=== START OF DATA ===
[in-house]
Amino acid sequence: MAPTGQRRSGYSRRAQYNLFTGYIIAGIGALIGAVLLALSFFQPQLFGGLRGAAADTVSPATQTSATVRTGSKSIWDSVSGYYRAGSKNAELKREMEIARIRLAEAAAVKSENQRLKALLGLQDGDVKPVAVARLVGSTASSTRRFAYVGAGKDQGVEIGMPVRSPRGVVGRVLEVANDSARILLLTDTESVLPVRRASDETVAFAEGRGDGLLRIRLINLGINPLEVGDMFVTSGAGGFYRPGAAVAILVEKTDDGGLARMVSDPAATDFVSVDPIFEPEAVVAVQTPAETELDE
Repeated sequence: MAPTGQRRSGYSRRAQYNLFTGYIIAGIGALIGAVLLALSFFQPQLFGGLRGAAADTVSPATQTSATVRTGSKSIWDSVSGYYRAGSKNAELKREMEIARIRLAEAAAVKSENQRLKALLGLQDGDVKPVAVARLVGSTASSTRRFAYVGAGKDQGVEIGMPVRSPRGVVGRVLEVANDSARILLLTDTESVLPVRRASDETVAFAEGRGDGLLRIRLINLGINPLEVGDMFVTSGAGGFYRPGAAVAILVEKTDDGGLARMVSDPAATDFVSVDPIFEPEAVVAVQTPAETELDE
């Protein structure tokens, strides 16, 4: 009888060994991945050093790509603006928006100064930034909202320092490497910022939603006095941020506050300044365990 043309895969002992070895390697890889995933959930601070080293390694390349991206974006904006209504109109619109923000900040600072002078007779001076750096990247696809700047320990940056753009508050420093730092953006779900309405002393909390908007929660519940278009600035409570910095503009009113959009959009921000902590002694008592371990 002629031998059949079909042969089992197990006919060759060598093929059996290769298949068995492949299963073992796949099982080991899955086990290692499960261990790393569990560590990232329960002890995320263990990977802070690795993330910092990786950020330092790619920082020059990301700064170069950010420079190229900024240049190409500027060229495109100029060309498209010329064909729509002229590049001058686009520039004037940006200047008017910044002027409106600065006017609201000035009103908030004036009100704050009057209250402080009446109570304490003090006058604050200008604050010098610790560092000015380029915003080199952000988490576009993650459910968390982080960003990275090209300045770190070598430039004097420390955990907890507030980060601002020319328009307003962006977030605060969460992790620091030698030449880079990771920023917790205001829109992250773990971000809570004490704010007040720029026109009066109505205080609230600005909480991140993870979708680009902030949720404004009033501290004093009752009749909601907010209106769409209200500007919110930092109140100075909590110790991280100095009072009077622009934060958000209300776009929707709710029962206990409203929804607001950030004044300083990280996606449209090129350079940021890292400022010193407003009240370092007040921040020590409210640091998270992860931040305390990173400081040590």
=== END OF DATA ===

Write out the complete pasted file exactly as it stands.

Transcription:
[in-house]
Amino acid sequence: MAPTGQRRSGYSRRAQYNLFTGYIIAGIGALIGAVLLALSFFQPQLFGGLRGAAADTVSPATQTSATVRTGSKSIWDSVSGYYRAGSKNAELKREMEIARIRLAEAAAVKSENQRLKALLGLQDGDVKPVAVARLVGSTASSTRRFAYVGAGKDQGVEIGMPVRSPRGVVGRVLEVANDSARILLLTDTESVLPVRRASDETVAFAEGRGDGLLRIRLINLGINPLEVGDMFVTSGAGGFYRPGAAVAILVEKTDDGGLARMVSDPAATDFVSVDPIFEPEAVVAVQTPAETELDE
Repeated sequence: MAPTGQRRSGYSRRAQYNLFTGYIIAGIGALIGAVLLALSFFQPQLFGGLRGAAADTVSPATQTSATVRTGSKSIWDSVSGYYRAGSKNAELKREMEIARIRLAEAAAVKSENQRLKALLGLQDGDVKPVAVARLVGSTASSTRRFAYVGAGKDQGVEIGMPVRSPRGVVGRVLEVANDSARILLLTDTESVLPVRRASDETVAFAEGRGDGLLRIRLINLGINPLEVGDMFVTSGAGGFYRPGAAVAILVEKTDDGGLARMVSDPAATDFVSVDPIFEPEAVVAVQTPAETELDE
């Protein structure tokens, strides 16, 4: 009888060994991945050093790509603006928006100064930034909202320092490497910022939603006095941020506050300044365990 043309895969002992070895390697890889995933959930601070080293390694390349991206974006904006209504109109619109923000900040600072002078007779001076750096990247696809700047320990940056753009508050420093730092953006779900309405002393909390908007929660519940278009600035409570910095503009009113959009959009921000902590002694008592371990 002629031998059949079909042969089992197990006919060759060598093929059996290769298949068995492949299963073992796949099982080991899955086990290692499960261990790393569990560590990232329960002890995320263990990977802070690795993330910092990786950020330092790619920082020059990301700064170069950010420079190229900024240049190409500027060229495109100029060309498209010329064909729509002229590049001058686009520039004037940006200047008017910044002027409106600065006017609201000035009103908030004036009100704050009057209250402080009446109570304490003090006058604050200008604050010098610790560092000015380029915003080199952000988490576009993650459910968390982080960003990275090209300045770190070598430039004097420390955990907890507030980060601002020319328009307003962006977030605060969460992790620091030698030449880079990771920023917790205001829109992250773990971000809570004490704010007040720029026109009066109505205080609230600005909480991140993870979708680009902030949720404004009033501290004093009752009749909601907010209106769409209200500007919110930092109140100075909590110790991280100095009072009077622009934060958000209300776009929707709710029962206990409203929804607001950030004044300083990280996606449209090129350079940021890292400022010193407003009240370092007040921040020590409210640091998270992860931040305390990173400081040590």